• Looking Back on a Decade of Maple Innovation
  • Looking Back on a Decade of Maple Innovation

    Back in 2007, Local Baquet ran an article by Bonnie Hudspeth on maple innovation and production in Vermont. Since then, maple production in Vermont has tripled to 1.8 million gallons a year and innovation seems to have entered a new golden (or perhaps amber) age. We did a quick maple innovation news round up for 2018 / 2019 to help everyone keep up with the some of the trends. 

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Set the Table

Set the Table with TV dinners

Helen Labun | February 22, 2017 | Spring '17 | Issue forty

VT dinners; photo by Natalie Pelham

“I unabashedly describe myself as a local food advocate,” wrote Marlboro College student Nathaniel Brooks in 2015, as he was launching his new business. “I see re-localizing our food system as a key lever for shifting our culture away from its current path toward one of greater interconnection, mindfulness, and sustainability.”

My Family’s French Canadian Kitchen

A petite vegetable farm in Saint Armand shares lessons in profitability.

Dorothy Read | November 15, 2016 | Set the Table

tourtière

Whenever I catch a whiff of cinnamon or cloves, my mind drifts to my mother’s kitchen and the French Canadian food traditions that shaped how I learned to cook.

Set the Table with Poutine

Claire Fitts Georges | November 15, 2016 | Winter '17 | Issue thirty-nine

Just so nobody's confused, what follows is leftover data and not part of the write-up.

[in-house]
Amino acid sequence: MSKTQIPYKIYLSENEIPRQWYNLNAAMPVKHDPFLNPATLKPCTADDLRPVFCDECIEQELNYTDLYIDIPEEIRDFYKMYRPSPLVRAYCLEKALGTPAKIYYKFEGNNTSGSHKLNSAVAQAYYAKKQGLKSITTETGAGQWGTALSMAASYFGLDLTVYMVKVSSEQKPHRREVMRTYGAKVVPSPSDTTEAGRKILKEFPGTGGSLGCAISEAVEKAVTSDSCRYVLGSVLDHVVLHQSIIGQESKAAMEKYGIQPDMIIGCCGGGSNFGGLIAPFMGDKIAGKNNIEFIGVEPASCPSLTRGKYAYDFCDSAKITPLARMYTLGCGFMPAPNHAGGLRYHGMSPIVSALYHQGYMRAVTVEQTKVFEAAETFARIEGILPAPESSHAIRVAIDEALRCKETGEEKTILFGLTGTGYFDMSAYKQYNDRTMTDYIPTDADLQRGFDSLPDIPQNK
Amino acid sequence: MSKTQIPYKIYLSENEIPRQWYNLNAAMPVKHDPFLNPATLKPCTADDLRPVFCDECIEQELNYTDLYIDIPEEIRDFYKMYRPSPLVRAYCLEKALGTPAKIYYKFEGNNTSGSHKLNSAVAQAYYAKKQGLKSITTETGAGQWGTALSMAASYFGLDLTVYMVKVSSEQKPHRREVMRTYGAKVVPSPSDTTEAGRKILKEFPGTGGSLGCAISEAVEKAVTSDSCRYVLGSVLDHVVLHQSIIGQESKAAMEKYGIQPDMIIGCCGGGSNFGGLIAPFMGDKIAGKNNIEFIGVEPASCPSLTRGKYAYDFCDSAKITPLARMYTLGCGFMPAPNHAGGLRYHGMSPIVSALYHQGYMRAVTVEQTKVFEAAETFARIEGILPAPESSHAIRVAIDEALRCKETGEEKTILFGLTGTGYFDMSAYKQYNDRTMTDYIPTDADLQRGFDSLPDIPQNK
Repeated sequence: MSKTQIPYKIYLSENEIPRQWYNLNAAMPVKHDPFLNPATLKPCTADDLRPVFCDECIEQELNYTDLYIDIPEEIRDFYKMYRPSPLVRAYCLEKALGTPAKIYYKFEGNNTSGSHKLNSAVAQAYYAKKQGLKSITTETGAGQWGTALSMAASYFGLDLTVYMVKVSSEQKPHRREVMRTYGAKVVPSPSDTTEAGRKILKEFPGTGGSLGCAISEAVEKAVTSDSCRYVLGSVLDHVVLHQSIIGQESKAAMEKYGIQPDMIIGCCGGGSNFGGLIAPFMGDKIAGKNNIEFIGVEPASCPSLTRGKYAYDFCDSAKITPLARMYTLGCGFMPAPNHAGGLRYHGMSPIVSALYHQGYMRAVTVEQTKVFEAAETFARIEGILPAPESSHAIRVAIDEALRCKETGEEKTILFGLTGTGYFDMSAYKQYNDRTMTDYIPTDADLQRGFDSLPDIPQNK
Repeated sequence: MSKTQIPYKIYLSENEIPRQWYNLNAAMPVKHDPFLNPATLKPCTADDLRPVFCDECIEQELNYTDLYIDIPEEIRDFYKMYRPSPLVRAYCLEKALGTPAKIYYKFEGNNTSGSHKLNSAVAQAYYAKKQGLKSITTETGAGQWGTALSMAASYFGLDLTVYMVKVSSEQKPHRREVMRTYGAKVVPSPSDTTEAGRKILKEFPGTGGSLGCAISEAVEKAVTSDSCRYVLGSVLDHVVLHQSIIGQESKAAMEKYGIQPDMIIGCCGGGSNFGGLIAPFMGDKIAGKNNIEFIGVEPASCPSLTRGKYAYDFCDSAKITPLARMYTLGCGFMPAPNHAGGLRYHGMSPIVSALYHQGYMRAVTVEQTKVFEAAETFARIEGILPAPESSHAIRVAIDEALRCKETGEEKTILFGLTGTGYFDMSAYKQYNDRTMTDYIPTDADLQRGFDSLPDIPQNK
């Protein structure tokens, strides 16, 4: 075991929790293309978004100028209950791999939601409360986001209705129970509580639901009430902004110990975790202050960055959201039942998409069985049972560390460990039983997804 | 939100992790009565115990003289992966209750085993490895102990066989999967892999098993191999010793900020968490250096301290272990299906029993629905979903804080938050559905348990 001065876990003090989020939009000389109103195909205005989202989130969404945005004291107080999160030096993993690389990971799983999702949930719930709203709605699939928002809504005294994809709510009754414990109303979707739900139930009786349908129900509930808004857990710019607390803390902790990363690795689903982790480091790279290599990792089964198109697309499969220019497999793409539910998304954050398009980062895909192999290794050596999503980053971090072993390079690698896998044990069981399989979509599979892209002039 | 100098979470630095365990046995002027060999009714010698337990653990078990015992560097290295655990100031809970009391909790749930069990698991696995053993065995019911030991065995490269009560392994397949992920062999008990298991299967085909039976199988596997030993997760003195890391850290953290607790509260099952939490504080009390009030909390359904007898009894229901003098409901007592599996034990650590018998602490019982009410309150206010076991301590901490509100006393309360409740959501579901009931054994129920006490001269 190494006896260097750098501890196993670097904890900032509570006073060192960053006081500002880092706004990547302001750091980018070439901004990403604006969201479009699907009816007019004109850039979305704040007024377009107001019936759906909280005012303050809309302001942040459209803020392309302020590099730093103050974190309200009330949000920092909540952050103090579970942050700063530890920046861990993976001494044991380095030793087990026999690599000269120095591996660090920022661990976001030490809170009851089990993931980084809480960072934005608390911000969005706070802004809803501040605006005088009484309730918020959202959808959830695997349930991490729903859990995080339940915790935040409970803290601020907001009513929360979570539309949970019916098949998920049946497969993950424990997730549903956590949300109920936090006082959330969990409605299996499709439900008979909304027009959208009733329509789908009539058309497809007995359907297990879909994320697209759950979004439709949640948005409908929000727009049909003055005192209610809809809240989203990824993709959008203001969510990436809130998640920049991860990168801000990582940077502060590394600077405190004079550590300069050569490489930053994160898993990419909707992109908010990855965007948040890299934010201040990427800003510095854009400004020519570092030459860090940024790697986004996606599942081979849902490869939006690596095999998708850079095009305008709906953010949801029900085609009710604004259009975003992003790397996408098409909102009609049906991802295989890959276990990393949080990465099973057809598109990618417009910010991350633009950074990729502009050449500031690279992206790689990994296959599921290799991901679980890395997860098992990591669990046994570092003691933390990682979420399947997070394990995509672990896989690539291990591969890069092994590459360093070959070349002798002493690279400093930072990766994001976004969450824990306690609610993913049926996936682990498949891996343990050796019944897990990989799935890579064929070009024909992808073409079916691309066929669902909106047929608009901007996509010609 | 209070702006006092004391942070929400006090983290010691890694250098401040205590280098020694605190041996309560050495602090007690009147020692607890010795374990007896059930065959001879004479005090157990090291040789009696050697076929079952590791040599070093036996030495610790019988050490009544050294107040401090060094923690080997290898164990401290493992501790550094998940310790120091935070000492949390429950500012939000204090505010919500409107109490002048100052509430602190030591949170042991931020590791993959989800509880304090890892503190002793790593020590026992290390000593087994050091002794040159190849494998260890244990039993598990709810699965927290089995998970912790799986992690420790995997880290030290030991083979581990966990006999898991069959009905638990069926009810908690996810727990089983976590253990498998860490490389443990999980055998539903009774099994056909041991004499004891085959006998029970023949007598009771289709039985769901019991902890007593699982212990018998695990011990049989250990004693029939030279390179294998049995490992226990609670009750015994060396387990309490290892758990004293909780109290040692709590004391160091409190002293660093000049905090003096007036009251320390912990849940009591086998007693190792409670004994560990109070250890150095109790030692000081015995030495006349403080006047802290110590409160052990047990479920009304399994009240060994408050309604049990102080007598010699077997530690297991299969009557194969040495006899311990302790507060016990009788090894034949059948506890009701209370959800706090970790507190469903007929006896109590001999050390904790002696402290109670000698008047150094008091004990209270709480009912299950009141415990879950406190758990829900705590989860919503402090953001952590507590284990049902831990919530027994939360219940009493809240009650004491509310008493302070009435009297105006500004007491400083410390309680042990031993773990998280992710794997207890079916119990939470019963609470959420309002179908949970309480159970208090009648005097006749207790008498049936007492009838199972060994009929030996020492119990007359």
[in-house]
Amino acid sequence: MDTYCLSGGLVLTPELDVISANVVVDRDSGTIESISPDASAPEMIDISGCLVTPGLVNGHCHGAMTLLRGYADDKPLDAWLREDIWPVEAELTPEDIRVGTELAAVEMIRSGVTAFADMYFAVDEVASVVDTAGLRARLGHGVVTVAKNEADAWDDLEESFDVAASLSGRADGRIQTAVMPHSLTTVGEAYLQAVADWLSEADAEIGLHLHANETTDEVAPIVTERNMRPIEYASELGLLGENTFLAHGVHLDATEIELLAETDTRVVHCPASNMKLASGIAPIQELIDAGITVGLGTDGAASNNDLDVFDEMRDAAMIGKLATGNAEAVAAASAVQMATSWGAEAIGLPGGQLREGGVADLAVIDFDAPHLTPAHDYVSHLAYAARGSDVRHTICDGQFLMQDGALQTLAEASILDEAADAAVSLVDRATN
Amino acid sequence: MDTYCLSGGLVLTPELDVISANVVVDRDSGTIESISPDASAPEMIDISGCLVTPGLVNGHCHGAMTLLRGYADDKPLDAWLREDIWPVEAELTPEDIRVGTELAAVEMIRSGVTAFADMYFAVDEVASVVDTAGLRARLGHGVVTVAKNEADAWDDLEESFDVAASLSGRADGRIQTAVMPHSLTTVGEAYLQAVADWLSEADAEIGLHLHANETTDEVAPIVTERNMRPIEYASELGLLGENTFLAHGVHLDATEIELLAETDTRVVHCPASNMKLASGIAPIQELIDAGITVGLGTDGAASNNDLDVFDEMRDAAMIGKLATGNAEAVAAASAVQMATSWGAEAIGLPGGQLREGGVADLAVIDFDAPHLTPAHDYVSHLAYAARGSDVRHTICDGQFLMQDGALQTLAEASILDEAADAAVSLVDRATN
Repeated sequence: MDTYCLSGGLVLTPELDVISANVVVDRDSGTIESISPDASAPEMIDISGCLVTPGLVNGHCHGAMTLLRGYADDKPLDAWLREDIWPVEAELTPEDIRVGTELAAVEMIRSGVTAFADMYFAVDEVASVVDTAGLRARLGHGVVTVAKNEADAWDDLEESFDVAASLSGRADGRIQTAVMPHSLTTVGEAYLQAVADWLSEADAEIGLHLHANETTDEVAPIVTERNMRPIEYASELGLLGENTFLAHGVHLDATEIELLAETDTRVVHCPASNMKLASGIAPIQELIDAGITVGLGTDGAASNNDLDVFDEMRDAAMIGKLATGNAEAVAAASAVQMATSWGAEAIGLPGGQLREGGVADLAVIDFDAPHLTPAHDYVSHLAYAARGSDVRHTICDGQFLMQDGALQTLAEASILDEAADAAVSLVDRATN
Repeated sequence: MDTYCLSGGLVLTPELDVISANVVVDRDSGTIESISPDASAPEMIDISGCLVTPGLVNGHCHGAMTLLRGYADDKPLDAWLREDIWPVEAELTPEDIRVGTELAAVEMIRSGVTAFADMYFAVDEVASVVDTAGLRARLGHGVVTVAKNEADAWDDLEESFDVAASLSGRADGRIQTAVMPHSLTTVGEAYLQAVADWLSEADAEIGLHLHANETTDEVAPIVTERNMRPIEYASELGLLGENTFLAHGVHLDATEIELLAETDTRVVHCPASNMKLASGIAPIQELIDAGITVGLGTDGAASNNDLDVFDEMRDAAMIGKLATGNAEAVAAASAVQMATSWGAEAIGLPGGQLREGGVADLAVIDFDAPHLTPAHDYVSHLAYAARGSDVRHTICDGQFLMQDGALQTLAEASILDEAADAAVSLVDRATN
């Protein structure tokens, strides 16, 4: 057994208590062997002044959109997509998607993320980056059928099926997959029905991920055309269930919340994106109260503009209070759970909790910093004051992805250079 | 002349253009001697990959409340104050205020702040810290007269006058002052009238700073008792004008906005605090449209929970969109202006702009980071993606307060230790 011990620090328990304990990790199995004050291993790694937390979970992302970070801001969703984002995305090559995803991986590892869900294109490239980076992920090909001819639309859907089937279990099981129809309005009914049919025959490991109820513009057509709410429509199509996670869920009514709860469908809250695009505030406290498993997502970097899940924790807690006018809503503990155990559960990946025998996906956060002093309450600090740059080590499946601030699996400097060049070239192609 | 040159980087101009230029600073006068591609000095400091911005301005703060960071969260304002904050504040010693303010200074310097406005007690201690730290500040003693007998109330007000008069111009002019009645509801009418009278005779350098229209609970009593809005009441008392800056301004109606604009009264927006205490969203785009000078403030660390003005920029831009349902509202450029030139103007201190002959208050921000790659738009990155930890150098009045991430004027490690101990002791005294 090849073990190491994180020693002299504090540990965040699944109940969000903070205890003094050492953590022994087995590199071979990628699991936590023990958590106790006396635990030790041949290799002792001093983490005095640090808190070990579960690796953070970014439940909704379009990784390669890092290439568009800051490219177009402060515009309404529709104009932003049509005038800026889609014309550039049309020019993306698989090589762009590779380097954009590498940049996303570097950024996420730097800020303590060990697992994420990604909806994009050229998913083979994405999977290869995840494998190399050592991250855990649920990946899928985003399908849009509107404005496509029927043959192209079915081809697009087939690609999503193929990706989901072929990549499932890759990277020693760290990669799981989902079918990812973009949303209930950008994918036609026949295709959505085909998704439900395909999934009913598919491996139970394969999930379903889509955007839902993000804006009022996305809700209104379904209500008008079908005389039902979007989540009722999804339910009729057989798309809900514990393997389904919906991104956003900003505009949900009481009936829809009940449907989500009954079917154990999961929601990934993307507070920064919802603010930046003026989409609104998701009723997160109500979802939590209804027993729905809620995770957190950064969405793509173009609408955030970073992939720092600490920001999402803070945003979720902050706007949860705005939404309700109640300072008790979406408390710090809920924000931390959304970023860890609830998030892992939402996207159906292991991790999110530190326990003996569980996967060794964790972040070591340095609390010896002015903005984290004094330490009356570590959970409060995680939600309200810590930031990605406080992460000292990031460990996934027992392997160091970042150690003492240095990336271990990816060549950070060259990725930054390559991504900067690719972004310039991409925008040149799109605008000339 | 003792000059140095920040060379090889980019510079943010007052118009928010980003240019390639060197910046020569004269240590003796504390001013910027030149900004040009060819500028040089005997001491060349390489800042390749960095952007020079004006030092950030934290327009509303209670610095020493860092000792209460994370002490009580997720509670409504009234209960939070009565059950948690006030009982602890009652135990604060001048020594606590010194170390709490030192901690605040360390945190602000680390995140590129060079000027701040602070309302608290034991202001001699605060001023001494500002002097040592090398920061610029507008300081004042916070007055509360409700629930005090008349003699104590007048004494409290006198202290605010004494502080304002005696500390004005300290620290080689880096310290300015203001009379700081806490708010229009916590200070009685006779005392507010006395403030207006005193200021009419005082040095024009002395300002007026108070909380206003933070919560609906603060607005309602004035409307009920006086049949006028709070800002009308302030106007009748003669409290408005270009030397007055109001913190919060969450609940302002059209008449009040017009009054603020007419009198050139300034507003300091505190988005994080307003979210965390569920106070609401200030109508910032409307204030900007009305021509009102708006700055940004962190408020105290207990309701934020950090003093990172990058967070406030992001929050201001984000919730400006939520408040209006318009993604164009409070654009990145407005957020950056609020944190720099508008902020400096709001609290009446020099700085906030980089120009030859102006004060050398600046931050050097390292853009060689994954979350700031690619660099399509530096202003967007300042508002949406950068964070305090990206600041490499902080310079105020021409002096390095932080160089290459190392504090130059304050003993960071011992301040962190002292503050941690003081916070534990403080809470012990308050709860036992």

Cheese curds

I grew up in California, in a world of dayboat salmon, tofu, and spinach salad. I only became vaguely aware of the odd sounding “poutine” when I moved to Vermont. French fries with gravy and cheese curds? I mean, that all sounds weird enough without including the word “curds” at the end.

Set the Table with…Figs

Alix O’Meara | August 17, 2016 | Fall '16 | Issue thirty-eight

Figs

Figs may not seem like a Vermont kind of crop—the fruits are more associated with warmer climates. However, one local Vermonter has dug into his Italian roots and has been successfully growing figs for five years.

Set the Table with…Crickets

Pamela Hunt | May 25, 2016 | Summer '16 | Issue thirty-seven

Table with baked goods

Like many new fathers, Stephen Swanson wanted to do something to make his children’s world a better place. After reading a 2013 report by the United Nations Food and Agriculture Organization about the health and environmental benefits of eating insects, he told his wife, Jen, that he wanted to start a cricket farm in their Williston garage.

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Our stories, interviews, and essays reveal how Vermont residents are building their local food systems, how farmers are faring in a time of great opportunity and challenge, and how Vermont’s agricultural landscape ties into larger questions of sustainability and the future of our food supply. 

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